|Other: Heinrich Schneider |
Other: T. Schneider
Other: T. Schneider & Söhne
Other: T. Schneider und Soehne
Other: Trutpert Schneider
Other: W. Trutpert Schneider
Other: W.T. Schneider
Includes: Wilhelm Schneider
|Dates: ||1804 - 1899|
|Active: ||Germany / Russia|
Trutpert Schneider was a German painter who learned how to make Daguerreotypes from the Frenchman Joseph Broglie, who was travelling through Ehrenstetten to Freiburg. From 1848 he established himself as a Daguerreotypist. He worked with his sons Heinrich and Wilhelm and was an early adopter of stereoscopic Daguerreotypes. Between 1858 and 1862 the family travelled within Germany and Russia photographing estates and monuments. Count Dohna ordered over 50 views of his castle and gardens at Schlobitten. They had the ability to do both interiors, exteriors and landscapes. For researchers their diary survives which lists all the Daguerreotypes they took.
[Research Question from Alan Griffiths - email@example.com - 25 January 2012]
T. Schneider und Soehne
The father Trutpert Schneider (1804-1899) had two sons Heinrich and Wilhelm (1839-1921) and they worked in Germany and Russia. My question relates to when the name "W.T. Schneider" is used. Does this refer to the son Wilhelm Schneider (did he have Trutpert as a middle name?) or to a partnership between Trutpert Schneider and his son Wilhelm?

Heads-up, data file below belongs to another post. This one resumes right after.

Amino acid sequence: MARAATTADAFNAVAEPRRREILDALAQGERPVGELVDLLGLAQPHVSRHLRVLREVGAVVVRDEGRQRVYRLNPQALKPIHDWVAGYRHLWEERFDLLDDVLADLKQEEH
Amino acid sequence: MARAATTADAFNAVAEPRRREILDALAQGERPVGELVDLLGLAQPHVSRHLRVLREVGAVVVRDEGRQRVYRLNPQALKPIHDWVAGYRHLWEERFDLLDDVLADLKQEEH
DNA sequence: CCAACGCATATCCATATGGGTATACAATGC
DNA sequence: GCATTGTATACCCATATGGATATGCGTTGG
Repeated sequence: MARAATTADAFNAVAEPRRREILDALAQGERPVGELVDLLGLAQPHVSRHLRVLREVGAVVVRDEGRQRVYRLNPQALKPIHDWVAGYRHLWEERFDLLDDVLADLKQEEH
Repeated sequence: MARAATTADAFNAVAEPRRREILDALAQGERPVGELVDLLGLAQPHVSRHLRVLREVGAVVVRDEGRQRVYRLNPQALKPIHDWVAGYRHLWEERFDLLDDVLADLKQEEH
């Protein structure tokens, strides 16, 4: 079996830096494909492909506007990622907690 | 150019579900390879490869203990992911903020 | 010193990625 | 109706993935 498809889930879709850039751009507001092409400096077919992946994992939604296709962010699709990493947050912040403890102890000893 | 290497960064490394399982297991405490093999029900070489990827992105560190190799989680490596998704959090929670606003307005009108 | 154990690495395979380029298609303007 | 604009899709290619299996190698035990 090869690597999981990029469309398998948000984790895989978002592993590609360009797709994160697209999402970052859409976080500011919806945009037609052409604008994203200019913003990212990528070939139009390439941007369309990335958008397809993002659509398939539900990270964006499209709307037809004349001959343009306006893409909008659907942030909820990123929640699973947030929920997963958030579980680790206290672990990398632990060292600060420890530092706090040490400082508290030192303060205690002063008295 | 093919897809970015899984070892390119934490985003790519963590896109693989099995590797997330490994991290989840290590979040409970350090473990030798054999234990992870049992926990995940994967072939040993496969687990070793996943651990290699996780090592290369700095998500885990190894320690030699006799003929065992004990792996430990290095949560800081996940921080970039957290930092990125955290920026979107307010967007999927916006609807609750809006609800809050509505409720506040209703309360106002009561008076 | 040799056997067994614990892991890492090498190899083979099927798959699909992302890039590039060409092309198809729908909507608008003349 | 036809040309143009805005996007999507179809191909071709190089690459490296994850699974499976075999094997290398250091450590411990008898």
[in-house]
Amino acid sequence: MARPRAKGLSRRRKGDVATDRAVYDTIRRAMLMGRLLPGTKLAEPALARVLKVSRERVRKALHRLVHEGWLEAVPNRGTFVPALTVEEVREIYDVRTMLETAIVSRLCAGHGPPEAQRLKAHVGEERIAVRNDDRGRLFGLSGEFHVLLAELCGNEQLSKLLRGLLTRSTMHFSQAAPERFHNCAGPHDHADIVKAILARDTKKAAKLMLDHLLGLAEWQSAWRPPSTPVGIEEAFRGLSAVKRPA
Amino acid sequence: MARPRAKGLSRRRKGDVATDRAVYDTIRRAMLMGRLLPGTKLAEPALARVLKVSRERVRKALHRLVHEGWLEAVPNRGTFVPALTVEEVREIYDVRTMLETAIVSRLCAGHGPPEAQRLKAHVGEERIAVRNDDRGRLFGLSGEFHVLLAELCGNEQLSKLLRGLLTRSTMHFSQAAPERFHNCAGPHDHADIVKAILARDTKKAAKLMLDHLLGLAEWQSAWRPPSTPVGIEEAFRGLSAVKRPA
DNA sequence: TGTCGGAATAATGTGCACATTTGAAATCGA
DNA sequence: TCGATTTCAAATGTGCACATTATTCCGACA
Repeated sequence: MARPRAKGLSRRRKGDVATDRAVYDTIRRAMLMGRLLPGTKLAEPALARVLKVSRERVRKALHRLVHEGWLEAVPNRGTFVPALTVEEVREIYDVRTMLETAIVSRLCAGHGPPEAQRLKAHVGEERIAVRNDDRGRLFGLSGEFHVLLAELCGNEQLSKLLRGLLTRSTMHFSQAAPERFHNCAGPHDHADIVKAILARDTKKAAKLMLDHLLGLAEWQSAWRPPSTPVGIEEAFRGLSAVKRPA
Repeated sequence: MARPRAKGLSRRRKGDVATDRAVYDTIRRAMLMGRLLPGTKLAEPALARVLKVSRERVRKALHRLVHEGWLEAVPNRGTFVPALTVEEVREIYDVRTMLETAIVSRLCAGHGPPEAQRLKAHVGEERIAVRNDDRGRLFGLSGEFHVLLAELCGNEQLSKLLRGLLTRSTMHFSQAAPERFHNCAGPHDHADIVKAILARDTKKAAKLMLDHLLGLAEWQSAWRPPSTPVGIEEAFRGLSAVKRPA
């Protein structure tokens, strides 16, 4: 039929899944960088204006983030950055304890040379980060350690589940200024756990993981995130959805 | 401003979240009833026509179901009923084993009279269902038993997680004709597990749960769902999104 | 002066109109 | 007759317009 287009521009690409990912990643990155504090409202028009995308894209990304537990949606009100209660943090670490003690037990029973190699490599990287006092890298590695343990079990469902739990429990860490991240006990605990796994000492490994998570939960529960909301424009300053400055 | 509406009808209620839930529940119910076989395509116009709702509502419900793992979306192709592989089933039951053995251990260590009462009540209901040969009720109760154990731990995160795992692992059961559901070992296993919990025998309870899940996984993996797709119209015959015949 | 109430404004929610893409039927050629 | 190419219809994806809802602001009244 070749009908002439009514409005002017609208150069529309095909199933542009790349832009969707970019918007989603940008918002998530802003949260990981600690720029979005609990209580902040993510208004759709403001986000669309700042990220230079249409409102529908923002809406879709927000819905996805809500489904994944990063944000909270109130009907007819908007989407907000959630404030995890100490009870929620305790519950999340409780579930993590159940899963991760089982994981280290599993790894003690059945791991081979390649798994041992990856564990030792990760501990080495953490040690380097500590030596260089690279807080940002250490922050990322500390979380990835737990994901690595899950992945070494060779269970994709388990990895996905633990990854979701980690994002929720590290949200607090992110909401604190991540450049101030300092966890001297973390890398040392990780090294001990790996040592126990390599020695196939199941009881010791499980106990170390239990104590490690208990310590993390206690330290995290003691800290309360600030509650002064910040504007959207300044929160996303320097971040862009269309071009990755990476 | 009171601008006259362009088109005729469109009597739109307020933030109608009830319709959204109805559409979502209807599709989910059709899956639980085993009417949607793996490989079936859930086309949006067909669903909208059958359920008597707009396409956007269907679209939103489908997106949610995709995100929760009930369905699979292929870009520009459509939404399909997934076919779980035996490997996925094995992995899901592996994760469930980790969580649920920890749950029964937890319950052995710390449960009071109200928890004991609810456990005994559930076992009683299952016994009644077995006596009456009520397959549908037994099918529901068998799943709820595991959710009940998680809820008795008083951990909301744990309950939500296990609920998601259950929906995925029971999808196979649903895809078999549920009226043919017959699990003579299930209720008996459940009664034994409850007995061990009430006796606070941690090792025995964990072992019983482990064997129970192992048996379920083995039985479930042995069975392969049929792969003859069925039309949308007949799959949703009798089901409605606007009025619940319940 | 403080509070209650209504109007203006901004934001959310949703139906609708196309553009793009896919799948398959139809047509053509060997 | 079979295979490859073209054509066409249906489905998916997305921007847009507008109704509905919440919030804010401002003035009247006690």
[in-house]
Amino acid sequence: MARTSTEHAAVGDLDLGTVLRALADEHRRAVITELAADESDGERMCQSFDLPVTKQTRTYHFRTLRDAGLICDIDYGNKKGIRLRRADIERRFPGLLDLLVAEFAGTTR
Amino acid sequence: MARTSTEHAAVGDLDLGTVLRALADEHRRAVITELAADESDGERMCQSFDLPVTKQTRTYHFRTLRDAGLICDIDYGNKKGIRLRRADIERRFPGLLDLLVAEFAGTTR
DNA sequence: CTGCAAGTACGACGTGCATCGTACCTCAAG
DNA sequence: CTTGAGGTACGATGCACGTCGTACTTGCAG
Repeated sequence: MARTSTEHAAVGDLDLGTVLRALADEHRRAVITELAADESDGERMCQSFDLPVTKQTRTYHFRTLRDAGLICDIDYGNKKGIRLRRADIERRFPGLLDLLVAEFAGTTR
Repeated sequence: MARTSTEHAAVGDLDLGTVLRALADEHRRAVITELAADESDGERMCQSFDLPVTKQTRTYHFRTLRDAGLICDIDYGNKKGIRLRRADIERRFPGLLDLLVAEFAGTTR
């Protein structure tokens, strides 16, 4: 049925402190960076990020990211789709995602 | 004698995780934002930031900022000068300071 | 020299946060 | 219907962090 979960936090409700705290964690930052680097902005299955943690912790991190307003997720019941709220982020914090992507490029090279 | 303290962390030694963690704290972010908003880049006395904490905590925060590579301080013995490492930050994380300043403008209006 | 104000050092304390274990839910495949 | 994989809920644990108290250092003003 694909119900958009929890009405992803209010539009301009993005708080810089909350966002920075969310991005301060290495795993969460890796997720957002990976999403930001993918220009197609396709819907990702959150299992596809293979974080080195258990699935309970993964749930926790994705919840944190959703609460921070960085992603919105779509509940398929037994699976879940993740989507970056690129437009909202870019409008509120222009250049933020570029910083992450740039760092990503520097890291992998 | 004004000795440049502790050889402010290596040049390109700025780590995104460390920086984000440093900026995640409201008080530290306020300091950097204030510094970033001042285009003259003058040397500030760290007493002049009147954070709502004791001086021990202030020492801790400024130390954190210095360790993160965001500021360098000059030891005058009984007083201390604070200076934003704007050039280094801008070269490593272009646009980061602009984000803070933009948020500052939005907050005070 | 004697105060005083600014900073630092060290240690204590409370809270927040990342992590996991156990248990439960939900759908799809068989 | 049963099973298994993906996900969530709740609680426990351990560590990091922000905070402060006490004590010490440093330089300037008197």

|Stereographs project |
[Trutpert, Karl, Heinrich, & Wilhelm Schneider] Father worked with Joseph Broglie, made early outstanding stereo dags, often nicely tinted; travelled around Europe; 61 in Moscow & St. Petersburg, Russia; poss. source of some of the very early stereos of those cities whose authorship is unknown, which were pub. by Langenheim and the NY Stereoscopic Co. Firm later became Gebrder Schneider when father retired. Trutpert Schneider B. 04, D. 99; Karl B. 33; Heinrich B. 35; Wilhelm B. 39, D. 21. SEE book, T. Schneider & Shne 1847-1921, by L. Geiges.
T.K. Treadwell & William C. Darrah (Compiled by), Wolfgang, Sell (Updated by), 11/28/2003, Photographers of the World (Non-USA), (National Stereoscopic Association)
|Credit: National Stereoscopic Association with corrections and additions by Alan Griffiths and others.|
|NOTE: You are probably here because you have a stereograph to identify. Please email good quality copies of the front and back to firstname.lastname@example.org so we can create reference collections for all.|
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